Big deep sea container carriers' previously announced plans to take over a large part of the feeder traffic themselves seem to have faded away.
At least for Danish Unifeeder, one of Europe's largest feeder carriers, which during the last half of 2014 in particular won a significantly large share of freight volumes back for its vessels, from customers who had previously insourced this service.
But the development can fluctuate severely from year to year, with the large carriers either opting to utilize their own vessels or outsource to specialized carriers such as Unifeeder.
"We see a rise and fall tendency over time, where carriers make use of outsourced solutions by asking us to transport their containers, either because we have a larger scale or cover areas that they themselves cannot do in a competitive manner," Jesper Kristensen, CEO of Unifeeder,tells ShippingWatch:
"In all the years I've been a part of this, it has been like a pendulum swinging. Back in 2013, we saw that many players had insourced a relatively large portion of their freight volumes, as - for strategical reason perhaps - they had decided to cover the market with their own product all the way to the customer's doorstep. But everyone's got a lot of focus on costs when the market is under pressure, and some may decide that they can do it cheaper by outsourcing feeder service."
More containers in 2014
In 2014, Unifeeder freighted more containers than in the previous year, but for lower rates in a very competitive market where significantly declining freight rates into Russia also had direct as well as diverted consequences for the feeder market in the entire Baltic region.
Meanwhile the congestion at several major ports in Europe, derived from fluctuating freight volumes, new sailing schedules, and not least bigger container ships, has been costly. For Unifeeder as well.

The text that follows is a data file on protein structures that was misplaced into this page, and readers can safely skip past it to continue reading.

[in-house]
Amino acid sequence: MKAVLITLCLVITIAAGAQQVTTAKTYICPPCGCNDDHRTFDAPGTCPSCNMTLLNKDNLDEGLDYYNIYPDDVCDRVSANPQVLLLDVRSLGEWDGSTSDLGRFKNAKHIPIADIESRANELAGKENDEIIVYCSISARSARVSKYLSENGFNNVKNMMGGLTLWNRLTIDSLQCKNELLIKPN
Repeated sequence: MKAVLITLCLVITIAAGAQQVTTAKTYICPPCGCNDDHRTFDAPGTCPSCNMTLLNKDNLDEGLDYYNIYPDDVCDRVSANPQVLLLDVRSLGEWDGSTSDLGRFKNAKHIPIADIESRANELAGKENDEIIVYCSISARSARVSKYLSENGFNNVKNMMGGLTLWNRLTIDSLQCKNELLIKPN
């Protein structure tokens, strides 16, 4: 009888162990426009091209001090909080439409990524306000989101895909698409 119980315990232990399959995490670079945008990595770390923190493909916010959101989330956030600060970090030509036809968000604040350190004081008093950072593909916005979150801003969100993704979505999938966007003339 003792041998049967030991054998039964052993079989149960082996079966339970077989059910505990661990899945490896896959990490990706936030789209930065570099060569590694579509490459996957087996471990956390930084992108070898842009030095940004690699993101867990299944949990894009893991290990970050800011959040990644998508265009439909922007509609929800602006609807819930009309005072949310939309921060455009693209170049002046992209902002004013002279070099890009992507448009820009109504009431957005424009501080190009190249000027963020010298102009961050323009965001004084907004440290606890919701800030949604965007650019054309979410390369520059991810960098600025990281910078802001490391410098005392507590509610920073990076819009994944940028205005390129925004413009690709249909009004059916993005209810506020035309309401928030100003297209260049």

Last year, the carrier achieved a net profit of USD 32.5 million compared to USD 34.6 million in the previous year, and a revenue in 2014 of USD 446 million compared to about 470 million in the previous year.
Vessel sharing agreements
According to the management report for 2014, Unifeeder has entered into numerous deals with other operators in the feeder market, so-called vessel sharing agreements.
"Some players have seen the possibilities in connecting to our somewhat bigger scale and get some of the advantages that we can give them, so that they can avoid connecting to a network that may be ten percent of ours. The unit costs in a system like ours depend on scale and the development for us in regard to these deals is relatively significant," says Jesper Kristensen.
In Jesper Kristensen's own words, Unifeeder is currently more engaged in the Mediterranean than the company has ever been. Back in 2013, the carrier acquired United Feeder Services, which sent Unifeeder into the global top 30 among the world's largest feeder operators, while the acquisition at the same time fortified the company's position as Europe's largest.
Progress in Southern Europe
Measured in transported containers, the Mediterranean currently constitutes about a third of Unifeeder's business with two thirds in North Europe. And Jesper Kristensen eyes a shift on the long term, where activities in Southern Europe will grow more than the North European business:
"In general, there is a little more speed and more dynamic down there including North Africa, Egypt, the Black Sea and Turkey, where some of the Southern European economies will develop more on the export side than up here in the North, where we are also feeling the slowdown in Russia."
In 2014, Unifeeder has undergone significant changes in the organization, with the creation of a service center in Poland to handle all back office functions in the company. The change resulted in layoffs for 25-30 employees from various places in Unifeeder's offices. In total, there were more people employed by Unifeeder exiting 2014 than in the previous year.
Management at Unifeeder expressed in the 2014 annual report released Tuesday, contentment with the result even though it was a little lower than expected at the beginning of the year.
"For 2015, we don't actually expect that the market will grow a whole lot, at least not for North Europe in the short term. We are not seeing impressive volumes right now on the big trades, but we can hope that this will correct itself later in the summer," says Jesper Kristensen.